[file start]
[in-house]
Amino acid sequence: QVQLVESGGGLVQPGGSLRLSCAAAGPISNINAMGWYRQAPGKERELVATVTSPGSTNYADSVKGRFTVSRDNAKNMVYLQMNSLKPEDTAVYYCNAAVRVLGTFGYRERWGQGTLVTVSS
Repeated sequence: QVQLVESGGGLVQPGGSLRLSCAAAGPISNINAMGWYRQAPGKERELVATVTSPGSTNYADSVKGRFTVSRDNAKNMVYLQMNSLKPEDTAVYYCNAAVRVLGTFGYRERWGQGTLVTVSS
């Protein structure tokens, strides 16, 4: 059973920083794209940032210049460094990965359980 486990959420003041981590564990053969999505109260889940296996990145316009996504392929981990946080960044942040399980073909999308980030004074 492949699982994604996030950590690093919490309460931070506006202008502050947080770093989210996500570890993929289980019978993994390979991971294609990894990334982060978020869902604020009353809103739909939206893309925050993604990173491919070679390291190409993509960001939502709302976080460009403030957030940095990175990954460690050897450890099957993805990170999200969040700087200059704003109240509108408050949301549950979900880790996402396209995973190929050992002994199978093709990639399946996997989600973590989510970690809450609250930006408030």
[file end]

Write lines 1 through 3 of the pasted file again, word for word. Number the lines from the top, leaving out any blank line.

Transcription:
[in-house]
Amino acid sequence: QVQLVESGGGLVQPGGSLRLSCAAAGPISNINAMGWYRQAPGKERELVATVTSPGSTNYADSVKGRFTVSRDNAKNMVYLQMNSLKPEDTAVYYCNAAVRVLGTFGYRERWGQGTLVTVSS
Repeated sequence: QVQLVESGGGLVQPGGSLRLSCAAAGPISNINAMGWYRQAPGKERELVATVTSPGSTNYADSVKGRFTVSRDNAKNMVYLQMNSLKPEDTAVYYCNAAVRVLGTFGYRERWGQGTLVTVSS